US 4474233 A
Tube bundle heat exchanger of graphite, in which a multiplicity of graphite tubes are set into the tube sheets and are joined to the sheets by screw or cement joints, characterized by the feature that each tube is surrounded by at least one group of graphite fiber bundles, the latter are connected to the tube in a force-locking manner, and the distance of adjacent fiber bundles is five to ten times the diameter of the graphite fiber bundle.
1. Tube bundle heat exchanger of graphite, comprising a multiplicity of graphite tubes set into tube sheets and joined to the sheets by screw or cement joints, with each tube surrounded by at least one group of graphite fiber bundles, which are connected to the tube in a force-locking manner and with adjacent fiber bundles of the group spaced a distance five to ten times the diameter of the graphite fiber bundle, wherein the fiber bundles are prestressed.
2. Tube bundle heat exchanger according to claim 1, wherein the force-locking connection between the fiber bundles and the tube consists of acrylic resin bridges.
1. Field of the Invention
The invention relates to a tube bundle heat exchanger of graphite in which a multiplicity of graphite tubes is set in tube sheets and is connected to the sheets by screw or cement connections.
2. Description of the Prior Art
Graphite, under which term carbon and carbon-graphite mixtures will also be included in the following, is relatively resistant to high temperatures and aggressive substances and exhibits practically metallic conductivity properties and accordingly is often used, also as a structural part, under conditions which metallic and ceramic materials can generally not stand. Due to their manufacture, graphite parts are porous and, if a reduction of their permeability is necessary, are impregnated with a synthetic resin or other means determined by the conditions of the application. Impregnated graphites are practically impenetrable for fluids and it is known to use these graphites, for instance, in the form of tubes in tube bundle heat exchangers.
A frequently less satisfactory property of the graphite material is its relatively low strength, particularly in the presence of shock-like and undulating stresses. Fiber-like graphites have been known for some time which do not have this disadvantage and belong among the materials with the greatest strength. Graphite fibers are preferably used for reinforcing hardenable synthetic resins and are coated for this purpose with a synthetic resin solution and are laid out or wound in this form to form planar structures. The resins are hardened by a special heat treatment and optionally, pyrolized by heating the blanks to a higher temperature. In the latter case, a carbon body reinforced by carbon fibers is obtained which has great strength and a very advantageous thermal resistance. The fiber content of these bodies is generally more than 50%. It is likewise known to process carbon fibers in the form of fabrics, tapes or the like and to orient them in accordance with the expected mechanical stresses of the finished bodies. Carbon fiber-reinforced carbon bodies are very expensive because of the high cost of the graphite fibers and the relatively elaborate production process, so that the use of this material has been limited to areas in which, as in aeronautics, weight savings are an important advantage.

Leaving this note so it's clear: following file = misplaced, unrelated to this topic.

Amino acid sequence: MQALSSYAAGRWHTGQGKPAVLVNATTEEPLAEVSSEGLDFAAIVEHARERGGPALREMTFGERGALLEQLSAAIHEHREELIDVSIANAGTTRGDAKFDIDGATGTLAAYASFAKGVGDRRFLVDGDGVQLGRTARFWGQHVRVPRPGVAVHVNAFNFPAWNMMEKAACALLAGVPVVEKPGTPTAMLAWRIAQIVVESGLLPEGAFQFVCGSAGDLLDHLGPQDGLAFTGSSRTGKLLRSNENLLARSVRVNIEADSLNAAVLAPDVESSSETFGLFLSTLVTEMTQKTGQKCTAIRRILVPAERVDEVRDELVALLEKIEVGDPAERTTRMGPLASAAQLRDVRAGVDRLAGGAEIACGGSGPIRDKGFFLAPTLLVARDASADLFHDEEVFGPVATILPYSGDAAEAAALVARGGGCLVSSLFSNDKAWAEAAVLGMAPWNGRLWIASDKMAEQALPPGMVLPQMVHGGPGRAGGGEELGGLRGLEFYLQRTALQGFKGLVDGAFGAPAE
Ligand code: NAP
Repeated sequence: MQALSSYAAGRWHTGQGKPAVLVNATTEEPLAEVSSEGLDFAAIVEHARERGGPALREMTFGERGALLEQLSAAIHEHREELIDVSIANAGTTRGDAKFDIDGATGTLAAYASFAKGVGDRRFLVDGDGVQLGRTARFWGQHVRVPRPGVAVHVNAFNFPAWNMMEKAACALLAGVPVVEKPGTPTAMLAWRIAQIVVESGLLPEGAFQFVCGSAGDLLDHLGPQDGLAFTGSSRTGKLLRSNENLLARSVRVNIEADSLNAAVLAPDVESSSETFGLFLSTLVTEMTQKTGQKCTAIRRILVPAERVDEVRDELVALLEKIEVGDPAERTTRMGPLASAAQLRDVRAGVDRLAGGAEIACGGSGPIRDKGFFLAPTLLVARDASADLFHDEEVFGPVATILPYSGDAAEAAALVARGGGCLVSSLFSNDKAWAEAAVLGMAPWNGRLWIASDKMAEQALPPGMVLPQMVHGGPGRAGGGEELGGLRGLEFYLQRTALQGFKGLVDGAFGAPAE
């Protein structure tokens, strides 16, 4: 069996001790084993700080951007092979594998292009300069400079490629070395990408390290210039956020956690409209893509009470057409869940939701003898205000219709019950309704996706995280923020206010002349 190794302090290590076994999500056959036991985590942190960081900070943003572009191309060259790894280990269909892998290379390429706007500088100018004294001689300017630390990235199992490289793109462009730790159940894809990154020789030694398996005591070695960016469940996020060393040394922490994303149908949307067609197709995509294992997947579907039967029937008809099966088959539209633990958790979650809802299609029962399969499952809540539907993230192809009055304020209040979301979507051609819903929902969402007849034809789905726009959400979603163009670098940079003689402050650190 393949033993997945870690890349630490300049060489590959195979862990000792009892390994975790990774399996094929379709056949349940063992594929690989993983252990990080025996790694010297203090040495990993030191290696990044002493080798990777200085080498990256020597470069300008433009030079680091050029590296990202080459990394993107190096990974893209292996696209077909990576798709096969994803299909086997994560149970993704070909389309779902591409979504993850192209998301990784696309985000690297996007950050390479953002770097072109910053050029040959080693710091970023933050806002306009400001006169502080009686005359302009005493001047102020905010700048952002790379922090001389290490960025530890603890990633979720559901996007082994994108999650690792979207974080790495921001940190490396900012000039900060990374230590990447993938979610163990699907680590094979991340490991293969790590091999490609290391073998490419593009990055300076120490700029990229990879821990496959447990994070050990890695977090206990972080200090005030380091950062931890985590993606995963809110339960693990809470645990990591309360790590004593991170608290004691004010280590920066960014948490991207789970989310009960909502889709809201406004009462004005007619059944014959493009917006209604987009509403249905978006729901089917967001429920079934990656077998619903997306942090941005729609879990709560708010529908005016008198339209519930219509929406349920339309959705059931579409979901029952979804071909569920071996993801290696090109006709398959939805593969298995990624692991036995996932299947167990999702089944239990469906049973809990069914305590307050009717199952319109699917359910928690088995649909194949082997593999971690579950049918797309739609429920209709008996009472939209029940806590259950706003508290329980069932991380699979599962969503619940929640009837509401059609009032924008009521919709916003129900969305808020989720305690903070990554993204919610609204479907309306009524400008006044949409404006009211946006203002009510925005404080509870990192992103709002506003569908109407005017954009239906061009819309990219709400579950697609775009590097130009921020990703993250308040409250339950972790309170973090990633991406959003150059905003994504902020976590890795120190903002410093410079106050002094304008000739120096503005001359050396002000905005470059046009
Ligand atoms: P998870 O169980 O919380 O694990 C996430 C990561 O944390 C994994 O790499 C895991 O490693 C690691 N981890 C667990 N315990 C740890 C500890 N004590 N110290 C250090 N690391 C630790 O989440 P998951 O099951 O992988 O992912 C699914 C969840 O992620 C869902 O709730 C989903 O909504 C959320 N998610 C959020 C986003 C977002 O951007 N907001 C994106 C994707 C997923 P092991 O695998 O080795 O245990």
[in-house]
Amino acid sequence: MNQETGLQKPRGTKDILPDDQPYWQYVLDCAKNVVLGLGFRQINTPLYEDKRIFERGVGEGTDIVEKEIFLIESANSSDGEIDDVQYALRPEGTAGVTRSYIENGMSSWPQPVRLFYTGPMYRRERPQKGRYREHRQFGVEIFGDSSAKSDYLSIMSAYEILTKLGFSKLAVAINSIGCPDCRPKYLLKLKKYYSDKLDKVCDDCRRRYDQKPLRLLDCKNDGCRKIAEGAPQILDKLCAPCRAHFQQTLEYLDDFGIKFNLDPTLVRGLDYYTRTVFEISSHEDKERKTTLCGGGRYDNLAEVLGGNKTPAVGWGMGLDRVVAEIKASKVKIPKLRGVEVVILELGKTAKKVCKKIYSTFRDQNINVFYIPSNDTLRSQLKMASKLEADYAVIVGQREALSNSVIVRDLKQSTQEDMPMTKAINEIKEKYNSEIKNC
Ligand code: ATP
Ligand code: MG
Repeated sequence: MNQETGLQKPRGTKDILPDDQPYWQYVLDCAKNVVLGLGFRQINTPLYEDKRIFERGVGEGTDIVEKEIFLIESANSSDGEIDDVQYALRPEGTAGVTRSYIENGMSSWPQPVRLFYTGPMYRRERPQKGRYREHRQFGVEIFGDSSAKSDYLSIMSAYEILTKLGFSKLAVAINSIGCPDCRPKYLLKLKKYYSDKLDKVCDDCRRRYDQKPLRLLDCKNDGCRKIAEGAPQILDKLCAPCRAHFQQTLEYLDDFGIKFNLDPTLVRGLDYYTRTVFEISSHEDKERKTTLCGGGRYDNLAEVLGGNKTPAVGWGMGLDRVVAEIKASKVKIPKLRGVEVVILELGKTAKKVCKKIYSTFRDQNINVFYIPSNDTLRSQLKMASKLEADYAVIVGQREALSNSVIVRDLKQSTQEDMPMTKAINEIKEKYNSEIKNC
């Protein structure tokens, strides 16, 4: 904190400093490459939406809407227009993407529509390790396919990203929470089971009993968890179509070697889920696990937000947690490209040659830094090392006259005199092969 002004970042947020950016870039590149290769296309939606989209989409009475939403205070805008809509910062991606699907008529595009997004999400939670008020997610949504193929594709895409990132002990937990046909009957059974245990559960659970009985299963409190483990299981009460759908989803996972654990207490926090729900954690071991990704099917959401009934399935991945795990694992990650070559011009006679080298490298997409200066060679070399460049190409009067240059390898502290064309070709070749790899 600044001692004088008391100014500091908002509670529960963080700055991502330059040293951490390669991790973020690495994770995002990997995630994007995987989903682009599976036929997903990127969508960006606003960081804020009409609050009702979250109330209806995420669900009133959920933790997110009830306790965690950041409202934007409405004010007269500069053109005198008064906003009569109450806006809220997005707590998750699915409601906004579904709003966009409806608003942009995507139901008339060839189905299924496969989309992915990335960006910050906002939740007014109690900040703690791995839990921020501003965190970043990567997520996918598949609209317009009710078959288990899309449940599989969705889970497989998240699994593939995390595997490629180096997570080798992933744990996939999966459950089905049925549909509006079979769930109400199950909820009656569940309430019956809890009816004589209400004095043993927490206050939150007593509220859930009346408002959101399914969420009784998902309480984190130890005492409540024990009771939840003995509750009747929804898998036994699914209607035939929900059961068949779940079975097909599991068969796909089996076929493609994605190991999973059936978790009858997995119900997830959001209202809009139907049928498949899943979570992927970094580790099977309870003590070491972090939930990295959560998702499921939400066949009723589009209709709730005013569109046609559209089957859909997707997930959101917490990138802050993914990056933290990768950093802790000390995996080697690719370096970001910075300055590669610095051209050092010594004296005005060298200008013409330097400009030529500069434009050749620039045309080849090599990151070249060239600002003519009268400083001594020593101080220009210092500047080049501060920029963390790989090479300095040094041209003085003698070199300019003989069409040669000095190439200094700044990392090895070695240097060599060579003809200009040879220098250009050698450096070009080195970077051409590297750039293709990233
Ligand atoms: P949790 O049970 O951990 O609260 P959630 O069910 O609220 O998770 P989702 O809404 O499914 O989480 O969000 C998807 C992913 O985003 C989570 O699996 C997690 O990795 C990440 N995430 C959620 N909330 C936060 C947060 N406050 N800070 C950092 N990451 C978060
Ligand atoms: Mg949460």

It is known, German Pat. No. 19 33 369, to coat structural parts such as sheet metal pieces or tubes with a resin composition containing graphite fibers cut to a short length to improve the corrosion resistance. The coated parts have adequate corrosion resistance under certain conditions, but this solution to the problems is not always satisfactory because of the limited thermal stability. In addition, the thermal resistance is increased by the coating, so that only a low effectivity is obtained as compared to a graphite tube, if they are used as the heat exchanging element.